Microsoft Windows has traditionally granted users wide access to almost all areas of the operating system, but there are some locations that Microsoft would prefer users avoid in order to prevent the inadvertent modification or removal of critical system files. Microsoft manages to keep most users out of these important areas by hiding them from view in File Explorer. The hidden files and folders are still there of course, and the applications which rely on them can still access them, but to the average Windows user, they’ll never be able to open, or even see, these hidden files.
But, occasionally, certain troubleshooting efforts require temporary access to these hidden Windows files, and some Windows power users prefer to unhide these files altogether. It’s important to reiterate that Microsoft has hidden these files for a reason: modifying or deleting some of these files may cause irreversible damage to your Windows installation and personal data. But if you understand the risks and need complete access to all of the files on your PC, here’s how to show hidden files in Windows 10.
To illustrate the process of showing hidden files in Windows 10 with an example, we’ll use the “AppData” folder, which is a folder in every Windows 10 user account that is hidden by default but contains important application-related information and settings. The AppData folder is located at This PC > C: > Users > [Your User Account]. But if you navigate to this location in File Explorer on a default Windows 10 installation, however, you’ll notice that the “AppData” folder is nowhere to be found.
To show hidden files and folders in Windows 10, launch File Explorer if it isn’t already open and click on View in the toolbar. At the far right side of the View toolbar, find and click on the Options button.
This will launch the Folder Options window. Click the View tab and then, in the “Advanced Settings” list, find and click the radio button labeled Show hidden files, folders, and drives. Click OK to save your change and close the Folder Options window.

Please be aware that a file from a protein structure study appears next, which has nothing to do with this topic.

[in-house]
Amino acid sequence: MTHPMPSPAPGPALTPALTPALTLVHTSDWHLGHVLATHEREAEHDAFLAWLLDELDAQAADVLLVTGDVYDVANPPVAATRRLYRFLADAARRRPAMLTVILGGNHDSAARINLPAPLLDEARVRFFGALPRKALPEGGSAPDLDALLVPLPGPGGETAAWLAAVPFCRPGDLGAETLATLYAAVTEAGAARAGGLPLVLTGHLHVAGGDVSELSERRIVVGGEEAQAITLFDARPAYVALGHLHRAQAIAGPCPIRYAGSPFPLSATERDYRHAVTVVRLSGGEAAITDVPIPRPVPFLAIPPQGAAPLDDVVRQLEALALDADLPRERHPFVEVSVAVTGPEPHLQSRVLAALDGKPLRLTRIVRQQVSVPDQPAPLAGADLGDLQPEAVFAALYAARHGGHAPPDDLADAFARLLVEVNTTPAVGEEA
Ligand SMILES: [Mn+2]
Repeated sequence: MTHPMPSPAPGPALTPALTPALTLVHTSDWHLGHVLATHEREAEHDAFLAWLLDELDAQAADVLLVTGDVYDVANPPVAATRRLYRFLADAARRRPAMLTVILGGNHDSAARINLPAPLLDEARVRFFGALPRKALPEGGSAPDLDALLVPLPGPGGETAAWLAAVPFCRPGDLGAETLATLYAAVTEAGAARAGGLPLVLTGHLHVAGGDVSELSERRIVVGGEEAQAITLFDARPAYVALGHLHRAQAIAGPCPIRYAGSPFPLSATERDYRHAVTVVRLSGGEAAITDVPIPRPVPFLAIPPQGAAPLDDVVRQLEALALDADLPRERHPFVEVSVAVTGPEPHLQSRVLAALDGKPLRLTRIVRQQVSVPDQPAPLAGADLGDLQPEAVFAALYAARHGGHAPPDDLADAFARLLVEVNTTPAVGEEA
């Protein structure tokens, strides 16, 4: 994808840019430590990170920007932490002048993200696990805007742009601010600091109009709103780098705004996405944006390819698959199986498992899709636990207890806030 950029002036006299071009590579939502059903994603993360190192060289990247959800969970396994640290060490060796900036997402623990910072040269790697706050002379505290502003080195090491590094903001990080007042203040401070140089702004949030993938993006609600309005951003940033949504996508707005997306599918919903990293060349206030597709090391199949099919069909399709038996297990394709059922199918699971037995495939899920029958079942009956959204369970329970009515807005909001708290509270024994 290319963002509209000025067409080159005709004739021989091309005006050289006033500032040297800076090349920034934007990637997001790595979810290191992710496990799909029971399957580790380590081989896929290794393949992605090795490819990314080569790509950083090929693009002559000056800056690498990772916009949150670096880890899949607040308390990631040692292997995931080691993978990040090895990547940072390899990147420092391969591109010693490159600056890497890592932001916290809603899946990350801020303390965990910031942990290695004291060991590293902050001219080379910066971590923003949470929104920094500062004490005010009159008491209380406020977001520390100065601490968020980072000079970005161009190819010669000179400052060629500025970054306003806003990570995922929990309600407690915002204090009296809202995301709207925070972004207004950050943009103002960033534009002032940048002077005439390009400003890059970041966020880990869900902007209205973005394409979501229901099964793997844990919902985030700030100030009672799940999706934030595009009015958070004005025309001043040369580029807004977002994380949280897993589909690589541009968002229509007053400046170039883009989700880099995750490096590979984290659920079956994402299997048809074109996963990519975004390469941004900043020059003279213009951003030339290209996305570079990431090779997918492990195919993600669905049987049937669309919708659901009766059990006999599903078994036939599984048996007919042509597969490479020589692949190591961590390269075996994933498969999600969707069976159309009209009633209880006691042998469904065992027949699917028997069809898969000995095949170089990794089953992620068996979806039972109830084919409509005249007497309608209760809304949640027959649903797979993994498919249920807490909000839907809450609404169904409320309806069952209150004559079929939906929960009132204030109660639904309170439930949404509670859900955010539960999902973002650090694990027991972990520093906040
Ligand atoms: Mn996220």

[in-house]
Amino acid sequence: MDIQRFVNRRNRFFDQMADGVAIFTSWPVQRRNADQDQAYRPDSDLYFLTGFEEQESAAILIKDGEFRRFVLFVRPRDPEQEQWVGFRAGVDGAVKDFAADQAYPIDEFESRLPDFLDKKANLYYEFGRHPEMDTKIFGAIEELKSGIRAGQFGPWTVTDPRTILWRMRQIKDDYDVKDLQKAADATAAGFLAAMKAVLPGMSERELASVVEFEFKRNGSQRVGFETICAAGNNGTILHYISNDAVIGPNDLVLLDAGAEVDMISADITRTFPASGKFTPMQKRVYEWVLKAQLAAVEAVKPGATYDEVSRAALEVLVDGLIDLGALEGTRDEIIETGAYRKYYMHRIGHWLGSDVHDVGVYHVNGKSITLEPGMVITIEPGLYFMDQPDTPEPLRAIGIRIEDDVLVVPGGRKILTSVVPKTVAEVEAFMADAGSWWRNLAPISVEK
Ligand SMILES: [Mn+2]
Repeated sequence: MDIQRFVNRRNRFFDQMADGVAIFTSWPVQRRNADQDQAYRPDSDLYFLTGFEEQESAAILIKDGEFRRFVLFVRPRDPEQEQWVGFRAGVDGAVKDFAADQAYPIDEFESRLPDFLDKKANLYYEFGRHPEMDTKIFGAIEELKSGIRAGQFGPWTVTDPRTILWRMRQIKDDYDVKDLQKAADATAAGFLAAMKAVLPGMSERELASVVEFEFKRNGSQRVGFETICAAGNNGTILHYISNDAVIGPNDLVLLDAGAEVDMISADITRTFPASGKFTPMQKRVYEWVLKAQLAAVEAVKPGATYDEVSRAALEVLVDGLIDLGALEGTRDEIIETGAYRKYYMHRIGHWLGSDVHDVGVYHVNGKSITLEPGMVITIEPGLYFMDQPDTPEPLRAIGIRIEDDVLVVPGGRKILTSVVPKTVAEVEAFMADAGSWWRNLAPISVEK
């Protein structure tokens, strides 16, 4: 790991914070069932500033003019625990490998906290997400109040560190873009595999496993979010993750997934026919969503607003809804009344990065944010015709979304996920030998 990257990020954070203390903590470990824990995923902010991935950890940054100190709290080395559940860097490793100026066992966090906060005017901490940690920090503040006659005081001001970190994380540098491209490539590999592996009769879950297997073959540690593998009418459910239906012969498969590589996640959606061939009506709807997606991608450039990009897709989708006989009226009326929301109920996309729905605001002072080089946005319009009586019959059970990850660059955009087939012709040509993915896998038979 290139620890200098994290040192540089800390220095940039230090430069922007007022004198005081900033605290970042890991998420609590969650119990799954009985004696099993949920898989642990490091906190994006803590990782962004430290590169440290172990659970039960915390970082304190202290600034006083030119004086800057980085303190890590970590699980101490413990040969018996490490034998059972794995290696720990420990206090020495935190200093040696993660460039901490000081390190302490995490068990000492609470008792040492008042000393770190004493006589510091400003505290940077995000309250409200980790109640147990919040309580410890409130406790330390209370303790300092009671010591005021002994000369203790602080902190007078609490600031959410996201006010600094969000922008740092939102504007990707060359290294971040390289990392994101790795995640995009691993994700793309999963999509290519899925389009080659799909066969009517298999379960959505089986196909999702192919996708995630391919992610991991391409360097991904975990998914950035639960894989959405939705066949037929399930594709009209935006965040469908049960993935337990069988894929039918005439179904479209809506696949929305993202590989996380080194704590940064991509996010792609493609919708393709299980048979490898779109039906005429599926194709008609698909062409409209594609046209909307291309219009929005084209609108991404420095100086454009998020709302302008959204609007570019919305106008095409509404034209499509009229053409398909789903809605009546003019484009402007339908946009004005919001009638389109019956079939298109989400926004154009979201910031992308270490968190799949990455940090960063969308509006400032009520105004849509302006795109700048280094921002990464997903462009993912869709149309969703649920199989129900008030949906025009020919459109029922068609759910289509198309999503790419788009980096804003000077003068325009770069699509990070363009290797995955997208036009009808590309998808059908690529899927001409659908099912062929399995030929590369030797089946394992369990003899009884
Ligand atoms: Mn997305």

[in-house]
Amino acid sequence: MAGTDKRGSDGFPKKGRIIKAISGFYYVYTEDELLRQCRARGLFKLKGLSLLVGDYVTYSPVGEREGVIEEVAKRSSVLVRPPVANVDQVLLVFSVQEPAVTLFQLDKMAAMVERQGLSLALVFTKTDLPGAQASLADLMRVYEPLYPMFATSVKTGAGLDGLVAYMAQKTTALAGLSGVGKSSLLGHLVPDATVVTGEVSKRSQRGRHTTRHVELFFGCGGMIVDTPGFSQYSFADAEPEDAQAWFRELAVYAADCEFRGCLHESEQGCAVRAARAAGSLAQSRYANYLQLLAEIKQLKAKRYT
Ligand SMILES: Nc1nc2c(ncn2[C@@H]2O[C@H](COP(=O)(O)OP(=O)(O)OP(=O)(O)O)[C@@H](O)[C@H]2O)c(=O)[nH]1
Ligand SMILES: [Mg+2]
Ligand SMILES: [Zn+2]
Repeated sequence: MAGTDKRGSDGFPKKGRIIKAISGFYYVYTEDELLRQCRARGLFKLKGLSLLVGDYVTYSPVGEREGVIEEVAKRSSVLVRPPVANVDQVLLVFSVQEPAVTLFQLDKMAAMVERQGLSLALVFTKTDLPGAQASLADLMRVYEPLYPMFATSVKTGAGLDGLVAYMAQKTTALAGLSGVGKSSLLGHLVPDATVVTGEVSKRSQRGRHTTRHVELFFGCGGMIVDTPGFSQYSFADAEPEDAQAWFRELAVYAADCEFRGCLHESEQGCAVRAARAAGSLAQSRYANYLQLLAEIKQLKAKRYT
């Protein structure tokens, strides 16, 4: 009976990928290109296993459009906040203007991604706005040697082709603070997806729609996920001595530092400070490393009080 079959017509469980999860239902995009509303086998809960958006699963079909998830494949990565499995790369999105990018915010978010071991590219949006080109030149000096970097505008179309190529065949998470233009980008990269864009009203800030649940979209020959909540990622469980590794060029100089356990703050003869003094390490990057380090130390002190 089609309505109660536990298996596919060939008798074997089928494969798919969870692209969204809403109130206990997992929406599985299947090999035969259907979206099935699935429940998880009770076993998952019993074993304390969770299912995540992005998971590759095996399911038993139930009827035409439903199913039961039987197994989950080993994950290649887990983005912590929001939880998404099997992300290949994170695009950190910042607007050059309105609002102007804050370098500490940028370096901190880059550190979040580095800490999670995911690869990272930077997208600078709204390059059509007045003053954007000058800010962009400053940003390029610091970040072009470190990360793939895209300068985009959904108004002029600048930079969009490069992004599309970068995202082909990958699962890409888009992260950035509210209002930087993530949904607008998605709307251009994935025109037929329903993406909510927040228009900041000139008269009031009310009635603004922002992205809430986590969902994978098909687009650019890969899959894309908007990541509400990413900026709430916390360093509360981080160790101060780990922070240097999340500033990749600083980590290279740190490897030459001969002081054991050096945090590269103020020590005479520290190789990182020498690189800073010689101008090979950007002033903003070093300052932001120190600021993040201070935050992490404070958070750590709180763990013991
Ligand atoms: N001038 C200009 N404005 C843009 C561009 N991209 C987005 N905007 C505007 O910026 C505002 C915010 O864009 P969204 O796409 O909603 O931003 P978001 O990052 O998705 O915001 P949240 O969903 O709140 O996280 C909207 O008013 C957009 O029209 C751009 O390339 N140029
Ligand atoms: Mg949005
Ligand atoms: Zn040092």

Next, navigate back to This PC > C: > Users > [Your User Account]. This time, you’ll see the AppData folder, although its icon will be slightly dimmed compared to the other entries in this folder. This dimmed icon is how Windows identifies files and folders that should be hidden if you hadn’t enabled the Show Hidden Files option, and it can help you avoid changing or deleting any of these files by accident.
Once any hidden folders such as AppData are revealed, you can double-click to open and navigate them just like any other folder on your PC. Again, just be careful with any changes you make inside these hidden folders and ensure that you have recent backups of your data in case something goes wrong.
A Note Regarding Backups: The backup features included in Windows 10 will back up the most important contents of your AppData directory, but some backup methods have trouble with certain AppData files. Therefore, if you plan to make extensive changes to the files in your AppData directory, you may wish to make a manual backup of the entire folder after you unhide it but before your start messing around. The Better Safe Than Sorry approach is arguably the most important mindset when dealing with digital data.
Once you’ve completed your troubleshooting or other tasks which required access to these hidden folders, you can restore the default setting and re-hide them by navigating back to File Explorer > View > Options > View and changing the setting identified earlier back to Don’t show hidden files, folders, or drives.
Protected Operating System Files
Beyond the “regular” hidden files and folders in Windows, Microsoft further protects the most critical system files — i.e., the ones which, if improperly modified, could prevent Windows from even loading — behind an additional layer of “hidden file” security. If necessary, you can also show these hidden files by unchecking the box labeled Hide protected Operating System Files, although all of the warnings from above about being careful and having backups apply equally, if not more so, here.
Access AppData Without Showing Hidden Files
We used the AppData folder as an example of a hidden folder in Windows 10, and the steps described above will work for other hidden files and folders. If, however, you’re only interested in just your user account’s AppData folder, you can access it without having to go through the process to “Show Hidden Files.”
Just open the Run dialog (Windows Key + R) and type %appdata% in the “Open” box, and click OK. This will launch a new File Explorer window and take you directly to the “Roaming” folder of your user account’s AppData folder, where the majority of your application-specific data is stored. If you need to access one of the “Local” folders in AppData, you can simply navigate up one level in the File Explorer address bar.
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